The Washington National Cathedral has unveiled a stone carving of Holocaust survivor and Nobel laureate Elie Wiesel to recognize his legacy as a human rights defender “dedicated to combating indifference and intolerance.”
The bust was carved in the DC landmark’s Human Rights Porch alongside Rosa Parks, Mother Teresa, civil rights activist Jonathan Daniels and Eleanor Roosevelt and others “who have taken significant, profound and life-changing actions in the fight for human rights, social justice, civil rights, and the welfare of other human beings,” the cathedral said in a news release.
Wiesel, who died in 2016 at age 87, survived the Auschwitz and Buchenwald concentration camps and wrote dozens of books, including “Night,” which documented the horrors he and his family and others faced during the Holocaust. He was awarded the Nobel Peace Prize in 1986.
He became a leading figure in the Holocaust remembrance movement and was a human rights advocate — speaking out about ethnic cleansing during the Bosnian war, Cambodian refugees and South African apartheid.
Wiesel played a key role in the establishment of the United States Holocaust Memorial Museum in Washington and his words “For the dead and the living, we must bear witness” were engraved at the entrance to the museum.
“From the depths of cruelty inflicted on him, his family, and so many millions of Jews and others during the Holocaust, Elie Wiesel went on to dedicate his life to the pursuit of human rights, and to heed the lessons of history, said the Very Rev. Randolph Marshall Hollerith, dean of Washington National Cathedral, in the news release.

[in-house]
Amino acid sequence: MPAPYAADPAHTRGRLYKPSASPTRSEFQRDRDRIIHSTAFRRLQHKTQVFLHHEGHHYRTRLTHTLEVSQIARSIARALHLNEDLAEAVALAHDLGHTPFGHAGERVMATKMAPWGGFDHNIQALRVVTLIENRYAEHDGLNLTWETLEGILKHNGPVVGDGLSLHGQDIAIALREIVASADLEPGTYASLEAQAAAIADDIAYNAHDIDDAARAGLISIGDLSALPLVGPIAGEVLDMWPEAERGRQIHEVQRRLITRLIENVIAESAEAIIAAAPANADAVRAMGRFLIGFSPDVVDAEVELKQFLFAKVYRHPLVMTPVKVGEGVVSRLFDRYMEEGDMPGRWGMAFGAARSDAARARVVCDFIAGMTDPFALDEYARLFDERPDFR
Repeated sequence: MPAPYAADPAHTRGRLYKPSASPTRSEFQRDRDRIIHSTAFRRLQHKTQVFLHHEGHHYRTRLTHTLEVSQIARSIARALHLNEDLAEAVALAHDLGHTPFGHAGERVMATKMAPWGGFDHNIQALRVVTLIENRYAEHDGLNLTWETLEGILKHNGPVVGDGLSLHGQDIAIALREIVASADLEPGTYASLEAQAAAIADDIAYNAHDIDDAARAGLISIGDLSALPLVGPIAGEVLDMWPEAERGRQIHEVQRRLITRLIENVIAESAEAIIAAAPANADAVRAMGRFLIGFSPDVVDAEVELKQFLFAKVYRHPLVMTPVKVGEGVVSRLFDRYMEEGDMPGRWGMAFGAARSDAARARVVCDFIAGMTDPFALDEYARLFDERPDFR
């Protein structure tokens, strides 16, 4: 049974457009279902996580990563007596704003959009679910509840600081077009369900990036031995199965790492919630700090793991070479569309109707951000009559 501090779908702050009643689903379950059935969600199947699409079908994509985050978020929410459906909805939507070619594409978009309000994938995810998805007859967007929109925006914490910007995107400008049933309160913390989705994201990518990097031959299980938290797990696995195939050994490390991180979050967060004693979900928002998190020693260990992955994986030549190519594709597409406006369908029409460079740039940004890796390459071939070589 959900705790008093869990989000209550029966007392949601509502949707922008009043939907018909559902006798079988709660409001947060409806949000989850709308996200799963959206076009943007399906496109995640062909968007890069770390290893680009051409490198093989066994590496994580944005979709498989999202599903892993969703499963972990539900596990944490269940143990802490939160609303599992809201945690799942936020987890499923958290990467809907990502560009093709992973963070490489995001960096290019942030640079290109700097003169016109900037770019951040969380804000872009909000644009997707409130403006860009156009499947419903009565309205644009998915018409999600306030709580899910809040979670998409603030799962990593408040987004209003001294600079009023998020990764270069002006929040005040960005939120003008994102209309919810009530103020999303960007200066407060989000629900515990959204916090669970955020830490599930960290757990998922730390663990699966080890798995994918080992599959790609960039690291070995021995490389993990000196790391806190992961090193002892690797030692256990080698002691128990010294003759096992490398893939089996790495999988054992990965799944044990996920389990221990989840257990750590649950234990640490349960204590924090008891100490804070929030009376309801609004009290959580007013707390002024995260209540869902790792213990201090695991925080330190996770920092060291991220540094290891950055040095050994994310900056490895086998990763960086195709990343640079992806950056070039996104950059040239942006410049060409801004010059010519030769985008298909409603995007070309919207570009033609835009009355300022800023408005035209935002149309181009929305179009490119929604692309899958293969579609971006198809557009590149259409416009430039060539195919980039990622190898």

The Cathedral said that the announcement “comes during a time of rising anti-Semitism in the United States and around the world.”
“The presence of Wiesel’s likeness alongside other prominent human rights defenders from multiple faith traditions underscores the Cathedral’s commitment to standing up against hatred, bigotry and antisemitism,” the statement said.
Cathedral stone carver Sean Callahan created the bust and Wiesel’s family was consulted on its design, the statement said.
Wiesel’s widow, Marion, is the vice president of the Elie Wiesel Foundation for Humanity. She said he worked to preserve the memory of the Holocaust and to help keep other communities from suffering the same fate.
“Not only does his presence in the National Cathedral memorialize his life and honor his commitment to human rights; it also ensures that new generations will learn from his teachings and carry the lessons of his life forward into the future,” she said in the statement.
A dedication ceremony for the bust will be held in the fall, the cathedral said.
The Washington National Cathedral is the cathedral of the Episcopal Diocese of Washington and was conceived by President George Washington and architect Pierre L’Enfant as a “great church for national purposes.” Work didn’t start until 1907 and it took 83 years to complete.